Mike Hopcraft is considering quitting. The Reptile Guy has been in conflict with the SPCA and can no longer afford to pay the costs.

Reptile Guy ponders his future

Mission businessman has been involved in an ongoing dispute with the BCSPCA and may not be able to afford to stay open.

Mike Hopcraft says he may be “giving up.”

Hopcraft, better known as the Reptile Guy, left that message on his company’s Facebook page as part of a long post to his supporters.

In it, he discusses his ongoing dispute with the BCSPCA, which seized 14 reptiles and 44 rats from his downtown Mission facility at the beginning of December.

Hopcraft had planned to appeal but has now decided to forgo the appeal process and let the SPCA keep the animals.

In his post, he said the appeal process was begun but a few weeks later he received “a bill for vet care and boarding fees that had already grown to over $10,000.”

He wrote that he would have to pay those costs, even if he won the appeal, and he cannot afford it at this time.

“We had no choice but to surrender the seized animals to the SPCA and they said that if we did so, the bill may go away,” he wrote.

The Record approached Hopcraft for an interview, but was told he would not be speaking to any media at this time.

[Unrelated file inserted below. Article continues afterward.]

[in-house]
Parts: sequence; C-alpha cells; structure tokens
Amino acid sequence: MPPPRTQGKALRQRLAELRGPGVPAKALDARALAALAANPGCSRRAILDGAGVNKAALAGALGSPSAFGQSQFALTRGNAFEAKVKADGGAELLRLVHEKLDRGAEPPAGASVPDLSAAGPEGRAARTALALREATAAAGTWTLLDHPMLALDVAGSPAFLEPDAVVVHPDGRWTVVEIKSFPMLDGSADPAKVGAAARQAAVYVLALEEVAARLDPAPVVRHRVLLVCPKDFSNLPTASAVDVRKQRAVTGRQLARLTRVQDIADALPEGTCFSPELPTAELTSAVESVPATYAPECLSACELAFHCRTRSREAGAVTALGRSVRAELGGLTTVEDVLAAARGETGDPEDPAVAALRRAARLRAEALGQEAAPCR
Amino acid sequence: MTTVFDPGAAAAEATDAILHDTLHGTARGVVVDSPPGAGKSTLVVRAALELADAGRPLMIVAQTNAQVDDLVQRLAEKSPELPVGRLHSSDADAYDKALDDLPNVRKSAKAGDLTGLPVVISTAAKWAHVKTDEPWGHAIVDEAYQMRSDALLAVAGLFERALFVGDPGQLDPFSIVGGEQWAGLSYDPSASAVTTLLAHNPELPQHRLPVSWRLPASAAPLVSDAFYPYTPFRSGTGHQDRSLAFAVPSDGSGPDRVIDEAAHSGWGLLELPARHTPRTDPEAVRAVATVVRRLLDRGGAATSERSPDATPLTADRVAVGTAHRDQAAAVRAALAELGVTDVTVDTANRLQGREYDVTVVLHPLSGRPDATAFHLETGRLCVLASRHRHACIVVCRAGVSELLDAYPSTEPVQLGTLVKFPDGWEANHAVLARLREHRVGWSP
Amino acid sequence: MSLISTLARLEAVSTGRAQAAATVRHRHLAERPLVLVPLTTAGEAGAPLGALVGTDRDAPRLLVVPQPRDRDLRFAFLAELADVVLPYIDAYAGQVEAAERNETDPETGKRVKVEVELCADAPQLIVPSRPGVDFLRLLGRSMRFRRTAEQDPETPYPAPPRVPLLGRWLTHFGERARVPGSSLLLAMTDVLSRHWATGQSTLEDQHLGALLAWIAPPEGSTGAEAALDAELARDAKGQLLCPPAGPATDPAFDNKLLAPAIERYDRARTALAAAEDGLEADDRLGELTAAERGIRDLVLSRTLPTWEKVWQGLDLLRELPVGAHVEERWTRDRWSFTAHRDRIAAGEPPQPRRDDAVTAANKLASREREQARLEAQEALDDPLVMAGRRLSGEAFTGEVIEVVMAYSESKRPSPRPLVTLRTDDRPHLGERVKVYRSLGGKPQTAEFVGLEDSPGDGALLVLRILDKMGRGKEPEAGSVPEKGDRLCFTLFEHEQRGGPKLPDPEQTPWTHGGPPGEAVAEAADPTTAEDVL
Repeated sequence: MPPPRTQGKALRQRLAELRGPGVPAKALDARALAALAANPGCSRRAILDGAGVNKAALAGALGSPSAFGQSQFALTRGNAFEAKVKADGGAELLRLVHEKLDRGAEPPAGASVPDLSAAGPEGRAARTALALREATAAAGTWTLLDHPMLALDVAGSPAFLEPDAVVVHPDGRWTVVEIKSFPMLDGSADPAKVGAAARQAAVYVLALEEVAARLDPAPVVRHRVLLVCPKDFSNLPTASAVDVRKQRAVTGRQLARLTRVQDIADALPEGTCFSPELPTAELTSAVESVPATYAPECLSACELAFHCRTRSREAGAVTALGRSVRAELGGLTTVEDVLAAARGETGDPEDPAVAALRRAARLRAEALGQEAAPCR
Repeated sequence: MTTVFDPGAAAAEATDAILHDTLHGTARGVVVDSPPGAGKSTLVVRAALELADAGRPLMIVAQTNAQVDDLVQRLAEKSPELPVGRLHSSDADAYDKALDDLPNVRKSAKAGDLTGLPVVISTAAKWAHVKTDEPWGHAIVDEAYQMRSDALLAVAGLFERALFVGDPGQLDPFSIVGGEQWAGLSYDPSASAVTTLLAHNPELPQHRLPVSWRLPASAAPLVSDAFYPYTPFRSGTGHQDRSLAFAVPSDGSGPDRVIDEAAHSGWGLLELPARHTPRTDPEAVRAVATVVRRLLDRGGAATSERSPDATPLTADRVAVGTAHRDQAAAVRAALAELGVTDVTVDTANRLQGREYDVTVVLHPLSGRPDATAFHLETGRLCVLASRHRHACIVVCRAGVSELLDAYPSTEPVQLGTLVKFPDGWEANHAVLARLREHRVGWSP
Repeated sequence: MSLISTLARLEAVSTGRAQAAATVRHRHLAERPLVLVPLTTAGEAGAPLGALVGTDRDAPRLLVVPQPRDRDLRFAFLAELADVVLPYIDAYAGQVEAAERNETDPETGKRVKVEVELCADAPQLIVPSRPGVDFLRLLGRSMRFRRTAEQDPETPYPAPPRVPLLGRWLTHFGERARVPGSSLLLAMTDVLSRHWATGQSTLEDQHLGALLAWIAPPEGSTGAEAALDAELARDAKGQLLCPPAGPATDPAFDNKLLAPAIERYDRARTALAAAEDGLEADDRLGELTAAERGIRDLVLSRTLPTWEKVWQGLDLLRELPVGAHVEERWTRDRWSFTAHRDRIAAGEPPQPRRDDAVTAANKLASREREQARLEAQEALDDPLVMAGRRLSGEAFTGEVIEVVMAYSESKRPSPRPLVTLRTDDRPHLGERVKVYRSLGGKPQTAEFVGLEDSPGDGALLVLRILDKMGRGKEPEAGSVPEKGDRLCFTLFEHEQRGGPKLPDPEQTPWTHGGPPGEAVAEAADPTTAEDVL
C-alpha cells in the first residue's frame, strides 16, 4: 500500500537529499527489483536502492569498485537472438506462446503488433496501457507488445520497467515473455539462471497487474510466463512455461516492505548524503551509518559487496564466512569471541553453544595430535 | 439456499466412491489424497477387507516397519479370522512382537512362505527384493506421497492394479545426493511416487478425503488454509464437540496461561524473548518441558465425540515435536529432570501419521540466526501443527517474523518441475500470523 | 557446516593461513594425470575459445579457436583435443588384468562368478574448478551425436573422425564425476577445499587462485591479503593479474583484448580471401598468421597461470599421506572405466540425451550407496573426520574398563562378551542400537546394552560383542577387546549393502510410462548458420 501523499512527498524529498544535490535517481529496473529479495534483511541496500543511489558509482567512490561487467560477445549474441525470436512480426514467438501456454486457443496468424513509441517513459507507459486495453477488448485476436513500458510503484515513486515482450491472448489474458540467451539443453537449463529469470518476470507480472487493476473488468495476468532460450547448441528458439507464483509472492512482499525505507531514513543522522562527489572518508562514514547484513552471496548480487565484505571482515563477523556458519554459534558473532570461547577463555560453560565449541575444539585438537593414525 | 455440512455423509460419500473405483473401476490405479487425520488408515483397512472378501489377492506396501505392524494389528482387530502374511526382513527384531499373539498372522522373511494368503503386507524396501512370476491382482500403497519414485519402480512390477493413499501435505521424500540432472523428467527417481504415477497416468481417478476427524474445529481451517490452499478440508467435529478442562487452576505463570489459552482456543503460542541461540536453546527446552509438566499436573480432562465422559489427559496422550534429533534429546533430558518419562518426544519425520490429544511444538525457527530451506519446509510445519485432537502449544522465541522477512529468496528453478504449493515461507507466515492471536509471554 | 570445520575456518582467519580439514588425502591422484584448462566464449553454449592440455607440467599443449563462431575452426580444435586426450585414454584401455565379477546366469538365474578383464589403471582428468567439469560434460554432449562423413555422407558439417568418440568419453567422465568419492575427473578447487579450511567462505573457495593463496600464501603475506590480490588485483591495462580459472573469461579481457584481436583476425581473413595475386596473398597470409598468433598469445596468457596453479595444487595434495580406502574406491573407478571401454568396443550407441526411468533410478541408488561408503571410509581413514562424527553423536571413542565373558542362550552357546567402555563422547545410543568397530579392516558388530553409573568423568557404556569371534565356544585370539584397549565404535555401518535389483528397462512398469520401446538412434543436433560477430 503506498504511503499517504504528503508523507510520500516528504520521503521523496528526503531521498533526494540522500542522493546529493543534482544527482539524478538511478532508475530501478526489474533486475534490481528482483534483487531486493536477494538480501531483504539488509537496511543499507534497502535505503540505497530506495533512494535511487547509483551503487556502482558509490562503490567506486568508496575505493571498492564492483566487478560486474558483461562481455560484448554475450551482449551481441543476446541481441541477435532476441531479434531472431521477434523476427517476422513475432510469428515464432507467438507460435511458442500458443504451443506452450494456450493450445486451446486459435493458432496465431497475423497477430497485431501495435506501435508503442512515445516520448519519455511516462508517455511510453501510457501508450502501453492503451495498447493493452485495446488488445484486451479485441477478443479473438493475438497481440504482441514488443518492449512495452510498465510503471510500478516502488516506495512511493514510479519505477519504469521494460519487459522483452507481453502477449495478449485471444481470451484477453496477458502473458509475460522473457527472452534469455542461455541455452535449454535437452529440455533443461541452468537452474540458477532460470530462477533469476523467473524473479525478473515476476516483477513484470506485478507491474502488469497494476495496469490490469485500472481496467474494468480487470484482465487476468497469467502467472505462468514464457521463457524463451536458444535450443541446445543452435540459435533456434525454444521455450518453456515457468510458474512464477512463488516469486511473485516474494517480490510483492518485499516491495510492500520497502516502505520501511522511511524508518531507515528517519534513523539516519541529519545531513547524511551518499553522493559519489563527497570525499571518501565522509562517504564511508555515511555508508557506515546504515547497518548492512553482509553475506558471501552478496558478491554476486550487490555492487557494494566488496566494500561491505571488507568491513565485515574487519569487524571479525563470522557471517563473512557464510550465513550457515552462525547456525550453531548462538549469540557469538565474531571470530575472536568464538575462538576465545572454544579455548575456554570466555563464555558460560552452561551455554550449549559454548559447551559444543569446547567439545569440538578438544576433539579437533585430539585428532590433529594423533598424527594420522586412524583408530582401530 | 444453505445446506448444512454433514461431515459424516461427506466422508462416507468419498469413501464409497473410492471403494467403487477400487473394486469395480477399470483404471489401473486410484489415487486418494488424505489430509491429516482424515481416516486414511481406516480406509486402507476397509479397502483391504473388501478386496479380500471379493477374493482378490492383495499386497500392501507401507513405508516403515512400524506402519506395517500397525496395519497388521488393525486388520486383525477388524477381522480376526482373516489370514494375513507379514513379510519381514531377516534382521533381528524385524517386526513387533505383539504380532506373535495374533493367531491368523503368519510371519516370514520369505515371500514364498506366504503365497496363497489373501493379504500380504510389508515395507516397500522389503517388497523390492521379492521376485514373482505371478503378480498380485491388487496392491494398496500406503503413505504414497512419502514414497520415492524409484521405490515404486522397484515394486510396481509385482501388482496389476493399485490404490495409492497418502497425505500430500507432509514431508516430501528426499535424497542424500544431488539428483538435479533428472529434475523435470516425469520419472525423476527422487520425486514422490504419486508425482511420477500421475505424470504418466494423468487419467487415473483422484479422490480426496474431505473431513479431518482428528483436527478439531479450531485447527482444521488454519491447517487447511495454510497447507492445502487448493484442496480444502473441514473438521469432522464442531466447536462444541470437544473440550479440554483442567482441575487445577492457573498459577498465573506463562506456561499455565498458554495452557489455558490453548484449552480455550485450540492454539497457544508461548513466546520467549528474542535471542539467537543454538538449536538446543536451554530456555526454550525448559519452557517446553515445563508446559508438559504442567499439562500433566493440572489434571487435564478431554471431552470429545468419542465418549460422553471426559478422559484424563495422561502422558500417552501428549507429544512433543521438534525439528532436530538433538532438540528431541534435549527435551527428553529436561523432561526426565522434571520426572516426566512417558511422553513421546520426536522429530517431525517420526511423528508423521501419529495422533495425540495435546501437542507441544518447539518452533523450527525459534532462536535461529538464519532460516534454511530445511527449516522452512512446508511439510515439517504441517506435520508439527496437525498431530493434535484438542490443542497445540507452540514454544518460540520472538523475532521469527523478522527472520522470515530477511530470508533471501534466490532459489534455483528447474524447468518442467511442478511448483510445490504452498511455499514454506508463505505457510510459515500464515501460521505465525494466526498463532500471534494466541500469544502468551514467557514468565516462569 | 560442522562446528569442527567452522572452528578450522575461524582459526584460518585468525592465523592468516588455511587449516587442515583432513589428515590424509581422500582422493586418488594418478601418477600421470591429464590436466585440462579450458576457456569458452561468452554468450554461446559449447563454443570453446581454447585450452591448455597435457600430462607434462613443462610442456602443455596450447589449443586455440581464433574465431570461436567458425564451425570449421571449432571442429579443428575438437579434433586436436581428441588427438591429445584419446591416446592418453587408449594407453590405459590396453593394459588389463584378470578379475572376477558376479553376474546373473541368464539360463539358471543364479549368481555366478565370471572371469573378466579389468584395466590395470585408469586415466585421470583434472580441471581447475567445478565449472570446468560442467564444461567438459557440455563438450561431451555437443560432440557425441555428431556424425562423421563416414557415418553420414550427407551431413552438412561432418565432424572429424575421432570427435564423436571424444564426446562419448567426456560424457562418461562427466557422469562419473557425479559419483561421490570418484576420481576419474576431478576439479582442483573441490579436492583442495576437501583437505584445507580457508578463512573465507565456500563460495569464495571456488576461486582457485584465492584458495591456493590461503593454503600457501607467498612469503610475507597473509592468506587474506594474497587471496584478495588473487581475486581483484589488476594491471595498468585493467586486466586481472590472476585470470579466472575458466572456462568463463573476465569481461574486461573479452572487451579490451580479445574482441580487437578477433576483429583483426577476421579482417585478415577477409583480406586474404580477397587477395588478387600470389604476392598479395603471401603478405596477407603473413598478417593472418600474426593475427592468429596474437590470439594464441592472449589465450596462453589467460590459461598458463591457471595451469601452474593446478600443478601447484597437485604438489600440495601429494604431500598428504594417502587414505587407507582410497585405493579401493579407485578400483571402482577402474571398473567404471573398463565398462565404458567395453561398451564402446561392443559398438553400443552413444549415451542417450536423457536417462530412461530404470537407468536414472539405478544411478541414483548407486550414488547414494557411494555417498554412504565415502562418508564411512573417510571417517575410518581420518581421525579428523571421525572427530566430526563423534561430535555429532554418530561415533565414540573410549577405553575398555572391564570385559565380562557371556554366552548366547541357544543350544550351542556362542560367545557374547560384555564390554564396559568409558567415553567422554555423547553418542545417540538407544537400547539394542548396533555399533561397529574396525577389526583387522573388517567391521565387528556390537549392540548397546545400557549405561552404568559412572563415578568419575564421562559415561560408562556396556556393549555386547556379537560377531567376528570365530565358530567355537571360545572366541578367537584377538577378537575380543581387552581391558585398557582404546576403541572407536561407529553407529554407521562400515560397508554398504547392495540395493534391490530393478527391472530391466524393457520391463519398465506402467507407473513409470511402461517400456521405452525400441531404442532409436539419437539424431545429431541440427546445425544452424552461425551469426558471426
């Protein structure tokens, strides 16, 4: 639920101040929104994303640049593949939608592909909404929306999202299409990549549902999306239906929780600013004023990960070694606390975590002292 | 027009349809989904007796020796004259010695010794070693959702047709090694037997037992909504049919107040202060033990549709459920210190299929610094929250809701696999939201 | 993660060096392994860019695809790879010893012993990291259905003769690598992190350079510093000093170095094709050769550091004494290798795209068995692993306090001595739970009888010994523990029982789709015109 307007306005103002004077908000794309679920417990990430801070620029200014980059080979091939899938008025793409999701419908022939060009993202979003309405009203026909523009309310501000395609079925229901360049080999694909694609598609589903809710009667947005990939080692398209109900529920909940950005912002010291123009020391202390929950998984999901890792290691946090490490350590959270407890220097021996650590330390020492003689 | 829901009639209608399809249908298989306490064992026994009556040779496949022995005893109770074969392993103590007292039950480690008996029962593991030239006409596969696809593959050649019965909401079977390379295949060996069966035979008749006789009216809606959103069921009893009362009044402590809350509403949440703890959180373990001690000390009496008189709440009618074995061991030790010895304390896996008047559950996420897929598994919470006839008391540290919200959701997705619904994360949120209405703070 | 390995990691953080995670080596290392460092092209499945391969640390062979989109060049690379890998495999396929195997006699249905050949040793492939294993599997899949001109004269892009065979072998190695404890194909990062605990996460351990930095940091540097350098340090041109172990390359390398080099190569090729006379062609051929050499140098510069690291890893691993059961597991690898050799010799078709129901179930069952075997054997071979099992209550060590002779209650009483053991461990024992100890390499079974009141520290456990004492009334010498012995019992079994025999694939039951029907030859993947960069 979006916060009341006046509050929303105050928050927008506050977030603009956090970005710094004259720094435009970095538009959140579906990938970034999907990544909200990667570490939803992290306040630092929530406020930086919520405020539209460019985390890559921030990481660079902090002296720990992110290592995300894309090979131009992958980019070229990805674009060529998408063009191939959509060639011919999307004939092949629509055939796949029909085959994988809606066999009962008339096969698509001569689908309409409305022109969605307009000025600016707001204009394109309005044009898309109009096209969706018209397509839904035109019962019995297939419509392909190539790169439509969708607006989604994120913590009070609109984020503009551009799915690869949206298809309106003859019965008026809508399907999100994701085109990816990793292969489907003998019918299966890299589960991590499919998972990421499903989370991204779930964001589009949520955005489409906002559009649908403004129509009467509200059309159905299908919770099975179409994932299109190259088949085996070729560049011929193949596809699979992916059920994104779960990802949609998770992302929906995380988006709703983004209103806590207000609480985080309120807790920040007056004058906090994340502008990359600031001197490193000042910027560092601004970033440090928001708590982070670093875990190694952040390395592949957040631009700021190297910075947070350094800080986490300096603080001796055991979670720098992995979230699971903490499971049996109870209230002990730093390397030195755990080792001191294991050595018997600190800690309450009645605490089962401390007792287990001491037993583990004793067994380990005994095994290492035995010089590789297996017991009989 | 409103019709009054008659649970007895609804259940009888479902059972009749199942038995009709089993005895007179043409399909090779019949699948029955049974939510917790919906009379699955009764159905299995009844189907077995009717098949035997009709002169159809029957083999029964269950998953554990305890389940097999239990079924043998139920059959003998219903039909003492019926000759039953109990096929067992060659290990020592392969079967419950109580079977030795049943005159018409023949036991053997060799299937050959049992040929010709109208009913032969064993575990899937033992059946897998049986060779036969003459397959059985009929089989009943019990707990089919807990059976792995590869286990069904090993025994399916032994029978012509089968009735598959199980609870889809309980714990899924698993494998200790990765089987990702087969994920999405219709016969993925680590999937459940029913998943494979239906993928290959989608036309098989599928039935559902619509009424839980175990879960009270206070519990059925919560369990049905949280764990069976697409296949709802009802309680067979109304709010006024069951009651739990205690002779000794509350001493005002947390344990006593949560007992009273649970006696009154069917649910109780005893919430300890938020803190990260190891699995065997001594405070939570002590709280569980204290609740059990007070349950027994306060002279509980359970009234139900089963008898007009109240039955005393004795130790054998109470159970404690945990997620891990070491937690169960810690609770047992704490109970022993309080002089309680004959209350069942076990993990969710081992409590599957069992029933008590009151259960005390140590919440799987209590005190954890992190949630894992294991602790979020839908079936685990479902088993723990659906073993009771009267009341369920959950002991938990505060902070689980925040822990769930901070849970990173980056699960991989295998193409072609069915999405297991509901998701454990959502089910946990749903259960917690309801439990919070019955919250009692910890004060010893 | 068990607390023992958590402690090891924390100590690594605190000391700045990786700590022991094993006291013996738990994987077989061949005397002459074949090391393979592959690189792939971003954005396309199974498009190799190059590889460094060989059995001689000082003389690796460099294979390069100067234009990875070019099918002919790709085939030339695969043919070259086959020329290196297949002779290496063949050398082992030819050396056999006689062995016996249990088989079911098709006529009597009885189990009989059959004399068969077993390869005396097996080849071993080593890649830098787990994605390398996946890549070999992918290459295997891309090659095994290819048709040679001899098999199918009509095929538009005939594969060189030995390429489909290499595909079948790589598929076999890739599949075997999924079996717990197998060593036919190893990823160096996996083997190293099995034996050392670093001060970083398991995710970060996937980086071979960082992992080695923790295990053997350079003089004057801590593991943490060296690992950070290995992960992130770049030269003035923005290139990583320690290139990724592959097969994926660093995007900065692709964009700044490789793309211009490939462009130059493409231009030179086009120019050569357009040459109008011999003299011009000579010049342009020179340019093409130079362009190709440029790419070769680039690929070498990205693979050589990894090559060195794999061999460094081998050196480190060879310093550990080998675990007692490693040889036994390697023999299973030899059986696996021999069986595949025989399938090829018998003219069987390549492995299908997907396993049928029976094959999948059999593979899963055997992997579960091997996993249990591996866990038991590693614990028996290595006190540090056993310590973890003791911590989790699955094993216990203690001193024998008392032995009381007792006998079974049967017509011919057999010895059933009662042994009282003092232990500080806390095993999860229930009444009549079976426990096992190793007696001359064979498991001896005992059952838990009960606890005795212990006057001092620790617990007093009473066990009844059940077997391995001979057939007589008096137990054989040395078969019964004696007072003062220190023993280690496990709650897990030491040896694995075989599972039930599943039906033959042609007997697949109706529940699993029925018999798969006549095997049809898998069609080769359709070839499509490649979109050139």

While he has dropped the appeal, Hopcraft is still dealing with other SPCA concerns.

According to the Facebook post, Hopcraft received an email from the SPCA on Dec. 22 informing him there are concerns about the animals in his facility not having heat after-hours and overnight. The email also contained two orders for him to have every reptile inspected by a certified veterinarian for parasites and every rat checked for respiratory disease.

He wrote he was given until Jan. 3 to comply.

“This is just another unnecessary expense that I have no choice but to take on or we risk losing everything. Keep in mind, there are around 300 animals not including the rats.”

If he does not comply, more animals could be seized.

“I say this with a very heavy heart, but I can’t do this anymore. The stress has now taken the fun out of this job. I am now beginning to think about either trying to sell the business as a whole so that someone better suited may take over and continue our work, or try to find good homes for all of the animals and take a very long break.”

He is hoping the public will donate to his cause to keep the facility open.

The BCSPCA has yet to respond to recent inquiries by The Record.

Marcie Moriarty, chief prevention and enforcement officer at the BCSPCA, is handling media requests regarding this case; however, she is away until Jan. 4.